Climate has significant influence on the distribution, structure and ecology of forests. The change in climate is probably the most important determinant of vegetation patterns and assumes that the change would alter the configuration of forest ecosystems. According to the IPCC report, survival of forests has the potential to mitigate approximately 15% of the world’s Green house gases. The Kyoto protocol specifically mentioned that afforestation and reforestation of forests can be used in reducing the carbon dioxide level from the atmosphere. Forests play an integral part in the carbon cycle, support livelihoods, regulate ecosystems and protect biological diversity.

Forests are the lungs of our ecosystem

The net increase of 263 sq km in forest area of Manipur, as per India State of Forest Report (ISFR) 2017, is a good sign of conservation and plantation activities as well as re-growth in shifting cultivation areas. Out of the total 17,346 sq km forest area, 908 sq km is under very dense forest, 6510 sq km under moderately dense forest and 9928 sq km under open forest (ISFR, 2017). Majority of the forests including the dense forests is found in the hill districts of Chandel, Churachandpur, Senapati, Tamenglong and Ukhrul. The four valley districts viz. Bishnupur, Imphal East, Imphal West and Thoubal, with a high population density share a small area of the state total forest cover which is mostly denuded or open forests. Different types of forests (Wet Temperate Forests, Pine Forests, Wet Hill Forests, Semi Evergreen Forests, Teak-Gurjan Forests, Bamboo Brakes and Grass Brakes) are distributed in Manipur. Besides, availability of Temperate and Sub Tropical climate in the state marks the forests rich in floral and faunal diversity.

Now a days, the State forests is subjected to multiple stresses, including over extraction, fuel wood collection, livestock grazing, forest fires, and other anthropogenic pressures. Changing the forested areas to human use (agriculture, pasture lands, building land and so forth) usually alter the configuration of natural ecosystems. The practices of shifting (Jhum) cultivation in the hilly areas is another factors resulting in soil erosion, destabilization of the ecology of the given region and deforestation. The Wasteland Report of Manipur of 2010 (IIRS) records 7027.47 sq km of wasteland (31.48% of the TGA), of which, an estimated 90% of the wasteland area falls under degraded forest category (66% under land with scrub, 22% under land with degraded forest and 12% under slash and burn cultivation of the state).

                                                                            Jhum cultivation has become a major concern for the

degradation of forest in the hills of Manipur

Rapid occurrence of forest fire contributes the loss of biodiversity having direct impact on the livelihood of forest dependent communities.  Similarly, encroachment is another factor for the loss of forest area in the state.  The extent of encroachment in forests (Annual Administrative Report, 2010-11), Forest Department, is 1,844.63 ha. Tamenglong district under Western Forest Division has the maximum area under encroachment (816 ha) followed by Yangoupokpi Lokchao Wildlife Sanctuary (305 ha) under Northern Forest Division, Kangpokpi (292.75 ha), Central Forest Division, Imphal (168.96), Thoubal Forest Division (130.73), Tengnoupal Forest Division, Chandel (82.00 ha) and Southern Forest Division, Churachandpur (49.19 ha).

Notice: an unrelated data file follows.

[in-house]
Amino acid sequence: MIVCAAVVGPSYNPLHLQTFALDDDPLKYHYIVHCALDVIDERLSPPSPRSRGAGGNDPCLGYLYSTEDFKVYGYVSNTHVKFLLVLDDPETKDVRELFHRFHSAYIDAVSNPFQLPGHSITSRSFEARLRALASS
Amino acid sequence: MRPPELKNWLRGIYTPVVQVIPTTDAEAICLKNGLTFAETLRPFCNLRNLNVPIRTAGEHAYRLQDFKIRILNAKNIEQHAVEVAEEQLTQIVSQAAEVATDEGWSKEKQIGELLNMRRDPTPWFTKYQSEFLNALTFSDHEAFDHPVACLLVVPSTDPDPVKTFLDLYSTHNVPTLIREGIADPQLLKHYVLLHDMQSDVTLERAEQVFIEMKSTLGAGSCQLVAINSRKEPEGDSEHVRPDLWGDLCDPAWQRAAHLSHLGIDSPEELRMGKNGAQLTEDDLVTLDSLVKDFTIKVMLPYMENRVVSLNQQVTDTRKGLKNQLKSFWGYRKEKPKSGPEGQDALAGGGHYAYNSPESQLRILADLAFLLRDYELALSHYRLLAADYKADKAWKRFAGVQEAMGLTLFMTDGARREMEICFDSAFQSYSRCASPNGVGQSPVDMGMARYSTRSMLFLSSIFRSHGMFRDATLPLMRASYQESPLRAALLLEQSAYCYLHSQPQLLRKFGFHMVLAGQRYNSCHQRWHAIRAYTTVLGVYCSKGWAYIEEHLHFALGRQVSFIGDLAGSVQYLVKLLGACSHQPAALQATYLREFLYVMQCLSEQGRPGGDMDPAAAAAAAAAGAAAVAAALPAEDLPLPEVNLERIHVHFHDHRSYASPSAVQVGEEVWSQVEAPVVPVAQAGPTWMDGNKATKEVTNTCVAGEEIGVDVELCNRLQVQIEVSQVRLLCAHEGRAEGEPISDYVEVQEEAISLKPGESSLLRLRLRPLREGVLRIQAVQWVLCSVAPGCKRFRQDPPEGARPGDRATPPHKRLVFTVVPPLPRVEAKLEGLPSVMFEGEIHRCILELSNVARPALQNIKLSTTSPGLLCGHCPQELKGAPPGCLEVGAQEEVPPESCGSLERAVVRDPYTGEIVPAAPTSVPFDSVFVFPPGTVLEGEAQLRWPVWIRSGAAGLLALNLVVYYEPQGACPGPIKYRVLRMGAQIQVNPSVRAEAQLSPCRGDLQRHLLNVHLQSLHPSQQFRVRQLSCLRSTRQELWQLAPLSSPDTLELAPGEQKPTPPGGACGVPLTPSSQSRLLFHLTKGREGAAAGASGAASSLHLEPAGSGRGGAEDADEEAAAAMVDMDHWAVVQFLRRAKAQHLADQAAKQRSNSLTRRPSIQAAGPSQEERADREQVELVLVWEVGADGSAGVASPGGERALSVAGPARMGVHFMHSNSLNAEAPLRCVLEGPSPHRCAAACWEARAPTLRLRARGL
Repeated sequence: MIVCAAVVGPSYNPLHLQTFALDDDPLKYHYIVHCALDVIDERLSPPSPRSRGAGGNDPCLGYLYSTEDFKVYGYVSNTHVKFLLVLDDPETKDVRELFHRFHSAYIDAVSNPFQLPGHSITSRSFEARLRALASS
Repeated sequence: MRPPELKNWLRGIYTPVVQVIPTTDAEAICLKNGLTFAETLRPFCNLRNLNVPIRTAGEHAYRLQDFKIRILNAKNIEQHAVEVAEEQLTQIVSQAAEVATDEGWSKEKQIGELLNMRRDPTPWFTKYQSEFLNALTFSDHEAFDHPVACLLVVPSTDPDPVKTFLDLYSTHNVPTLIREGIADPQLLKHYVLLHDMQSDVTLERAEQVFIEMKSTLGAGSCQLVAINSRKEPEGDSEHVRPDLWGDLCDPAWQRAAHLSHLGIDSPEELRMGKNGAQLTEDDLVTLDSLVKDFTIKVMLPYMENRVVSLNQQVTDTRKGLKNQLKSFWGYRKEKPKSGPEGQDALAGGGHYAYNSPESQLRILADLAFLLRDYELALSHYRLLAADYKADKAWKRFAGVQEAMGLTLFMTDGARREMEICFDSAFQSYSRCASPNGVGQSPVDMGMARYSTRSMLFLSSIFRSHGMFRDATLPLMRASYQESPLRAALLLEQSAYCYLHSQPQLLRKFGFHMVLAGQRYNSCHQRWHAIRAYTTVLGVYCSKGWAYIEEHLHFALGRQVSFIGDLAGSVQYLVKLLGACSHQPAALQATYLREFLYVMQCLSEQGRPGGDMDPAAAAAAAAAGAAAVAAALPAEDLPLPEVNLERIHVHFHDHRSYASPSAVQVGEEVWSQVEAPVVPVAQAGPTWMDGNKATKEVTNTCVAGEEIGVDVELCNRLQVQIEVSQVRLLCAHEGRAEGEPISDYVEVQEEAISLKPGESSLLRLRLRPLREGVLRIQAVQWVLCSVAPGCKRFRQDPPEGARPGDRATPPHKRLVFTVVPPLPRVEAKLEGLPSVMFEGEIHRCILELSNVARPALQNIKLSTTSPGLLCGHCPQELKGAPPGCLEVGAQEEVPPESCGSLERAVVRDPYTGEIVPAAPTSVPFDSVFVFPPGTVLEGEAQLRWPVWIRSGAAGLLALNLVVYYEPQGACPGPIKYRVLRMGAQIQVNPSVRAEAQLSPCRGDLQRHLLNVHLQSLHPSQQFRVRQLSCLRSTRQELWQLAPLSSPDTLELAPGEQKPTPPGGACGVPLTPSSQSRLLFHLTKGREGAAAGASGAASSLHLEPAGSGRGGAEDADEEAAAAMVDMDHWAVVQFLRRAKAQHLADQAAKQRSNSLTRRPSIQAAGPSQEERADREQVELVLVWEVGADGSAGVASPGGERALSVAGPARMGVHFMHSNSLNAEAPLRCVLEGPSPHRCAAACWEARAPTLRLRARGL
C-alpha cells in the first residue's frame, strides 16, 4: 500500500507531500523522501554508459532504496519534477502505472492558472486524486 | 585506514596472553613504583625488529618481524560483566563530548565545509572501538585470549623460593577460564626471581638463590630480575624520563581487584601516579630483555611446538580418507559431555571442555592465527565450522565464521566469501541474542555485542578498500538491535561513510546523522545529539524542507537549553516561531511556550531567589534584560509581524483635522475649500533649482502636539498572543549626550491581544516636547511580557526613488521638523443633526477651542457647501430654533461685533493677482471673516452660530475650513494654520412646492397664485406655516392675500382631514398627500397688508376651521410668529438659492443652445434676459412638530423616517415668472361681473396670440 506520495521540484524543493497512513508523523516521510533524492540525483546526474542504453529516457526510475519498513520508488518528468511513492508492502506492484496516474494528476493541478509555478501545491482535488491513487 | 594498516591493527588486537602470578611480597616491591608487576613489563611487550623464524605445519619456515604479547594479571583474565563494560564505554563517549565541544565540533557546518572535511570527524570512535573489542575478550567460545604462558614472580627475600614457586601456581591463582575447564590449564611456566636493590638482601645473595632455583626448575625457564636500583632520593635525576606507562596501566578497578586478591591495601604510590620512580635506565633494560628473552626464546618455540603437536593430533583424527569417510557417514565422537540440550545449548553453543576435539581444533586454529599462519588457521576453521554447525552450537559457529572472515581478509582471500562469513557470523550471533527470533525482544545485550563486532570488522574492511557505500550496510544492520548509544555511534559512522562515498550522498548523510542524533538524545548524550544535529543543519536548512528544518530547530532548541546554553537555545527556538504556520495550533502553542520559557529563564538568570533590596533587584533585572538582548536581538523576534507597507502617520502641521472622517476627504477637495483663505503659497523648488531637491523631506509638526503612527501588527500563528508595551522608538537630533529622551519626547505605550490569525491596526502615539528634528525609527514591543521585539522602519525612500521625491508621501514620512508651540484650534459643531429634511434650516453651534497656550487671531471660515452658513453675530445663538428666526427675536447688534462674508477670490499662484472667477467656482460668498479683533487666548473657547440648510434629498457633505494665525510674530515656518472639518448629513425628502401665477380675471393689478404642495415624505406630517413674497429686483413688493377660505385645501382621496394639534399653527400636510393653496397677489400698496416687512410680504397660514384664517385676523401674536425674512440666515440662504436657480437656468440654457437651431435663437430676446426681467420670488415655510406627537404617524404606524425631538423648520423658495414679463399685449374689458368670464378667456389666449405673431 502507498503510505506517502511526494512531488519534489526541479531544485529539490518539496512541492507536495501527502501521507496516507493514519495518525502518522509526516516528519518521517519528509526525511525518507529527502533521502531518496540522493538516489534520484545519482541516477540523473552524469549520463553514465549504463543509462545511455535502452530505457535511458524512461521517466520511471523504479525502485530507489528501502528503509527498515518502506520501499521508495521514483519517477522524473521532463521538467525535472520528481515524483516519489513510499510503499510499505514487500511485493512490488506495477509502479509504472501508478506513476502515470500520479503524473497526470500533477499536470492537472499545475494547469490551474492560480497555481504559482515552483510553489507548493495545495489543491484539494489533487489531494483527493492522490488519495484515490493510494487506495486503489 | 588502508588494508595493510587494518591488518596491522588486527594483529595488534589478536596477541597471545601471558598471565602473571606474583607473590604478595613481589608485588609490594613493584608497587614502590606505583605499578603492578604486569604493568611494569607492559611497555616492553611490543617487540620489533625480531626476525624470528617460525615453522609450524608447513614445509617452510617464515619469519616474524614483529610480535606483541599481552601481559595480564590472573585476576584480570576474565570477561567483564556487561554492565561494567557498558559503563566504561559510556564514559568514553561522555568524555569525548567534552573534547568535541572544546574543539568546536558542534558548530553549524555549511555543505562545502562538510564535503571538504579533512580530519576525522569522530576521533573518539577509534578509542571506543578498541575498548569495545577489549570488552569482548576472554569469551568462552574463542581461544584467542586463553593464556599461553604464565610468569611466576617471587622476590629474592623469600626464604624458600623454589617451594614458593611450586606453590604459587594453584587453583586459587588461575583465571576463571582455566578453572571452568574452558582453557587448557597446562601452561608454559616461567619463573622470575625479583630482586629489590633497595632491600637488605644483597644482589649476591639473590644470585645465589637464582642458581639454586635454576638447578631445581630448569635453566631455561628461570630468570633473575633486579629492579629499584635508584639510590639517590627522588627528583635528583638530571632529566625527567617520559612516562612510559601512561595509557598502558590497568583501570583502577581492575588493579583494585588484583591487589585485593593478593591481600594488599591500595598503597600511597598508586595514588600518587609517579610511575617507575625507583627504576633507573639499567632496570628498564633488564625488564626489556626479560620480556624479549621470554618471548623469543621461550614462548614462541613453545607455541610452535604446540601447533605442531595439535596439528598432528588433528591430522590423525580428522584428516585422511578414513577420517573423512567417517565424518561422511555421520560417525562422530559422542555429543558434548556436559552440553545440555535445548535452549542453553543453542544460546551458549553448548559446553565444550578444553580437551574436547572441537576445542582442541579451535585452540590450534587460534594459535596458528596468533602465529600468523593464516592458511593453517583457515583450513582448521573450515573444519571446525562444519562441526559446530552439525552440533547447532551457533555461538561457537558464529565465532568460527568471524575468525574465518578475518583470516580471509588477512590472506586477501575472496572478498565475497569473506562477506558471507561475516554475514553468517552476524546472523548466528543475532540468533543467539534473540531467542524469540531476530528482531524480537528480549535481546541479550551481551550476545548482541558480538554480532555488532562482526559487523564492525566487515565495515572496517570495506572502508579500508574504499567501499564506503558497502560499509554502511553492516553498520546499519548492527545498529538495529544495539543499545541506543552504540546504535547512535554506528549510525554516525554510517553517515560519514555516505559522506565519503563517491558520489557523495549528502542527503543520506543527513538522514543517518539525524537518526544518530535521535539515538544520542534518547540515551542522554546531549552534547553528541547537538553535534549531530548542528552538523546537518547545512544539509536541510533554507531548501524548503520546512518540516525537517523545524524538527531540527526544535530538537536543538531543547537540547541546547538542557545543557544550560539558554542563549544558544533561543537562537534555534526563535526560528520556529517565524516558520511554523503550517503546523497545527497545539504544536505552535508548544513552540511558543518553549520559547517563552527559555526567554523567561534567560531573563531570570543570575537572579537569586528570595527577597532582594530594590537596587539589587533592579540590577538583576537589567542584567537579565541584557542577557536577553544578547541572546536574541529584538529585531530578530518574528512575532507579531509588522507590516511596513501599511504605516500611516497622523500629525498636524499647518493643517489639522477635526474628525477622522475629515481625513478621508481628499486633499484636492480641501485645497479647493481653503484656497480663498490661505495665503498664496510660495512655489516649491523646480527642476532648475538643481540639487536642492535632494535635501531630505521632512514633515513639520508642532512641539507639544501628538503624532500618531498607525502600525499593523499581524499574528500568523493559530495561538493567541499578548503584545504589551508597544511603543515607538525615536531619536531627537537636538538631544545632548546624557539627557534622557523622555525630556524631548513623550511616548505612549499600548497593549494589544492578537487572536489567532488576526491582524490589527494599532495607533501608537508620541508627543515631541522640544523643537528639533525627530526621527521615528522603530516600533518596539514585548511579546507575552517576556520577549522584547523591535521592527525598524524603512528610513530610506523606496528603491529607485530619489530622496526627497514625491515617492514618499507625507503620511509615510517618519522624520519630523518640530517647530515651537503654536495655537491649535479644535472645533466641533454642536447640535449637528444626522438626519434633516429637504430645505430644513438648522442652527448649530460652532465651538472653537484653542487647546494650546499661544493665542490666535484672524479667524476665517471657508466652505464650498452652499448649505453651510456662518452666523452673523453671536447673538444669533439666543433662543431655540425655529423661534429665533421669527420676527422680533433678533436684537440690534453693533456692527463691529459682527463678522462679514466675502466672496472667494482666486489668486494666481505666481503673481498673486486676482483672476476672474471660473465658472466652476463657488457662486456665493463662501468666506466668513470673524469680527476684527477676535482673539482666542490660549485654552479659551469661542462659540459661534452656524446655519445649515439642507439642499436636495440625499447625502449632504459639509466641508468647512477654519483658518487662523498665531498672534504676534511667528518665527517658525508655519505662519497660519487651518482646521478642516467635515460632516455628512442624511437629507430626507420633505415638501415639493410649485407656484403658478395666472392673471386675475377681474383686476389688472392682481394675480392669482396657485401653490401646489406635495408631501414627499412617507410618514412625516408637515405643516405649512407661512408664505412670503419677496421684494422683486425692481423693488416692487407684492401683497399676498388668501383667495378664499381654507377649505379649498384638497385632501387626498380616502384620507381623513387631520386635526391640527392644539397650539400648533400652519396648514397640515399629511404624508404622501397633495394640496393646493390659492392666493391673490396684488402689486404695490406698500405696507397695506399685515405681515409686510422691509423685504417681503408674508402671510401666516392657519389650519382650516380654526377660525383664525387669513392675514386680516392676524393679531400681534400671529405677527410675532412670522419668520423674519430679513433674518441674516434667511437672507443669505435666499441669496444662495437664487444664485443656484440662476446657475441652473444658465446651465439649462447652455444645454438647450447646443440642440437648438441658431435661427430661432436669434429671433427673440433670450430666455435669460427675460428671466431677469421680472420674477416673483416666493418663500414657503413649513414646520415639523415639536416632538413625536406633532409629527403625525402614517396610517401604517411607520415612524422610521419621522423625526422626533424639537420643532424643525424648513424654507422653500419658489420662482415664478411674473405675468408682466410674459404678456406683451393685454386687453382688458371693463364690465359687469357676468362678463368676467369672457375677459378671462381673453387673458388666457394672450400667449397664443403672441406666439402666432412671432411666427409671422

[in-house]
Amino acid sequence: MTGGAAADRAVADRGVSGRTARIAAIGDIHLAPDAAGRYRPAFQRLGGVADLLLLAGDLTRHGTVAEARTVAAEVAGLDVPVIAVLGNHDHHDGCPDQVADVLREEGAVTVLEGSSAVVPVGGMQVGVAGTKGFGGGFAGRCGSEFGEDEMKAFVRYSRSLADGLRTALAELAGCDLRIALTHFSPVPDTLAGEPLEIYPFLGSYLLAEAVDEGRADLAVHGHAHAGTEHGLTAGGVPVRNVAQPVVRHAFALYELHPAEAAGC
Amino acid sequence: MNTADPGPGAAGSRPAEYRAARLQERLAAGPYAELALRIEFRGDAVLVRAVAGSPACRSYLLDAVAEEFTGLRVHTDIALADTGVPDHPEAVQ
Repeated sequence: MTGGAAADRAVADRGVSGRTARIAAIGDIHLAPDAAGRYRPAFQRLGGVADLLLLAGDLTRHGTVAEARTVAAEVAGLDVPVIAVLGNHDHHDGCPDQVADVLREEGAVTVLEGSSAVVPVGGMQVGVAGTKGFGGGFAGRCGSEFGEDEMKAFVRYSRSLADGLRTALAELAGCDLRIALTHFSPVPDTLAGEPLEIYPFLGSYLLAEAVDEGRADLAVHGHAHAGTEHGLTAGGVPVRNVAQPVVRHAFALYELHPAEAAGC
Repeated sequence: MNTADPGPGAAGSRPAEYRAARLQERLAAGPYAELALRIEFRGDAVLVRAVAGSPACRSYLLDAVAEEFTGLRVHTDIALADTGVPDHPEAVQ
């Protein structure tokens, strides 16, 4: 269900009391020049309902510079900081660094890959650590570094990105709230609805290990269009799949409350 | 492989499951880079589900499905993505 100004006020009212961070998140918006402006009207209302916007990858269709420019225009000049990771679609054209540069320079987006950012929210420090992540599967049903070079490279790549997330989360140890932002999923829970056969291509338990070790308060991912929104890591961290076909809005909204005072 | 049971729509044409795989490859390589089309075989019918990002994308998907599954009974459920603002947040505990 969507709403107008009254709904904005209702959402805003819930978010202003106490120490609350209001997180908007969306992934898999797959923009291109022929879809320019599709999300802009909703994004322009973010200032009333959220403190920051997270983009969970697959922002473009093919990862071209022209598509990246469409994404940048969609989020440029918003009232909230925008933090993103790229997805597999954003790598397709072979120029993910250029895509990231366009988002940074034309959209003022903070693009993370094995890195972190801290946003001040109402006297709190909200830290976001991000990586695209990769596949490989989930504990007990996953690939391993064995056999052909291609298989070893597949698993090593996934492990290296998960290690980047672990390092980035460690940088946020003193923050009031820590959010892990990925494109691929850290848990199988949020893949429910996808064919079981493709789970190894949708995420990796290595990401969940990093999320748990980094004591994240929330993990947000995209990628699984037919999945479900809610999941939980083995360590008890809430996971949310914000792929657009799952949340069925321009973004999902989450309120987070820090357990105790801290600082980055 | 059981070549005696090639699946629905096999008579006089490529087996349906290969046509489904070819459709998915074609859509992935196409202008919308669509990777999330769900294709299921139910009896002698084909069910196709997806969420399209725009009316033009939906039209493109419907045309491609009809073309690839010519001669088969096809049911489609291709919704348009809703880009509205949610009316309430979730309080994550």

When forests are felled down for commercial timber, agriculture, or livestock grazing, the amount of carbon dioxide absorb by trees are reduced. Deforestation accounts for nearly 20% of all greenhouse gas emissions, more than the world’s entire transport sector. Scientific studies also revealed that between 12-17% of all the carbon dioxide sent into the atmosphere by human activities comes from the destruction of forests. Therefore, in order to take the advantage of forest preservation, a long term management of forest resources depends on the local people’s support. It is believed that the goal of reducing carbon sources and increasing the carbon sink can be achieved efficiently by protecting and conserving the carbon pools in existing forests. Plantation of urban forests and green areas also enhances sustainable development by their multiple functions; improving environment through reduction of pollution, providing livelihood to the urban poor through forest products and enhancing the quality of urban life providing places for meetings and learning. With new technology and methods, the improvement and replacement approaches for shifting cultivation must be adopted.  An attempt must be made to enhance traditional skills and practices for improving the productivity and checking soil erosion in shifting cultivation areas.

Green India Mission (GIM), Compensatory Afforestation fund Management and Planning Authority  (CAMPA) and Reducing Emissions from Deforestation and forest Degradation (REDD) have been developed and implemented in Manipur to enhance the resilience of forests to climate change.